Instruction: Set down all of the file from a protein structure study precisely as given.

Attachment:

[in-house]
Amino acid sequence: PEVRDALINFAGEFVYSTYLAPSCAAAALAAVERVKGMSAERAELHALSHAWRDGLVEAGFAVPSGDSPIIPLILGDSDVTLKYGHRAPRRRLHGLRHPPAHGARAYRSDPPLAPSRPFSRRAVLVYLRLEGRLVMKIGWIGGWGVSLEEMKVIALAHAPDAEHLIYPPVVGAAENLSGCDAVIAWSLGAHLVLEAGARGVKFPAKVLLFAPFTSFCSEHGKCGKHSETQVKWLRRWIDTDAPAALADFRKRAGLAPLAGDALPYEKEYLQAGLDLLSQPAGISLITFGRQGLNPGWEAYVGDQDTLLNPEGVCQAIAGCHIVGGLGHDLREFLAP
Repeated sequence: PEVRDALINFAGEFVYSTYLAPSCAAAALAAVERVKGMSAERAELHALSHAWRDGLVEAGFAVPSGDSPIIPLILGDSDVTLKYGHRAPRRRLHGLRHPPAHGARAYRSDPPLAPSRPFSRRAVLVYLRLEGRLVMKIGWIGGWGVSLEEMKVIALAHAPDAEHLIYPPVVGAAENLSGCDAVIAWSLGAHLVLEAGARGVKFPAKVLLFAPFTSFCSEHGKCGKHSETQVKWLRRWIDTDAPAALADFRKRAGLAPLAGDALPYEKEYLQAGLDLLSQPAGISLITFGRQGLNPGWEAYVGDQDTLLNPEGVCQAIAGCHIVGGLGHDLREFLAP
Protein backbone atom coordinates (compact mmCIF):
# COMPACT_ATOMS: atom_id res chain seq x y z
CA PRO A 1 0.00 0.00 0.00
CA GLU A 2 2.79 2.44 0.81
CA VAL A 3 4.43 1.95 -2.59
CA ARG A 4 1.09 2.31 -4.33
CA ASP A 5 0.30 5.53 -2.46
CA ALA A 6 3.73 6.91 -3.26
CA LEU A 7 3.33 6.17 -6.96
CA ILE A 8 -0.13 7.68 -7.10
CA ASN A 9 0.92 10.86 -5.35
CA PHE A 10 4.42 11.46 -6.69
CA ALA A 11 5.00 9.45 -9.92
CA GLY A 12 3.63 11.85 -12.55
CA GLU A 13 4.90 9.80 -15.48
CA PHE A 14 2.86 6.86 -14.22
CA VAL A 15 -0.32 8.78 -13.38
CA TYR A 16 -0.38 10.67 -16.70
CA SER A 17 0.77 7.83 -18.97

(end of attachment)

[in-house]
Amino acid sequence: PEVRDALINFAGEFVYSTYLAPSCAAAALAAVERVKGMSAERAELHALSHAWRDGLVEAGFAVPSGDSPIIPLILGDSDVTLKYGHRAPRRRLHGLRHPPAHGARAYRSDPPLAPSRPFSRRAVLVYLRLEGRLVMKIGWIGGWGVSLEEMKVIALAHAPDAEHLIYPPVVGAAENLSGCDAVIAWSLGAHLVLEAGARGVKFPAKVLLFAPFTSFCSEHGKCGKHSETQVKWLRRWIDTDAPAALADFRKRAGLAPLAGDALPYEKEYLQAGLDLLSQPAGISLITFGRQGLNPGWEAYVGDQDTLLNPEGVCQAIAGCHIVGGLGHDLREFLAP
Repeated sequence: PEVRDALINFAGEFVYSTYLAPSCAAAALAAVERVKGMSAERAELHALSHAWRDGLVEAGFAVPSGDSPIIPLILGDSDVTLKYGHRAPRRRLHGLRHPPAHGARAYRSDPPLAPSRPFSRRAVLVYLRLEGRLVMKIGWIGGWGVSLEEMKVIALAHAPDAEHLIYPPVVGAAENLSGCDAVIAWSLGAHLVLEAGARGVKFPAKVLLFAPFTSFCSEHGKCGKHSETQVKWLRRWIDTDAPAALADFRKRAGLAPLAGDALPYEKEYLQAGLDLLSQPAGISLITFGRQGLNPGWEAYVGDQDTLLNPEGVCQAIAGCHIVGGLGHDLREFLAP
Protein backbone atom coordinates (compact mmCIF):
# COMPACT_ATOMS: atom_id res chain seq x y z
CA PRO A 1 0.00 0.00 0.00
CA GLU A 2 2.79 2.44 0.81
CA VAL A 3 4.43 1.95 -2.59
CA ARG A 4 1.09 2.31 -4.33
CA ASP A 5 0.30 5.53 -2.46
CA ALA A 6 3.73 6.91 -3.26
CA LEU A 7 3.33 6.17 -6.96
CA ILE A 8 -0.13 7.68 -7.10
CA ASN A 9 0.92 10.86 -5.35
CA PHE A 10 4.42 11.46 -6.69
CA ALA A 11 5.00 9.45 -9.92
CA GLY A 12 3.63 11.85 -12.55
CA GLU A 13 4.90 9.80 -15.48
CA PHE A 14 2.86 6.86 -14.22
CA VAL A 15 -0.32 8.78 -13.38
CA TYR A 16 -0.38 10.67 -16.70
CA SER A 17 0.77 7.83 -18.97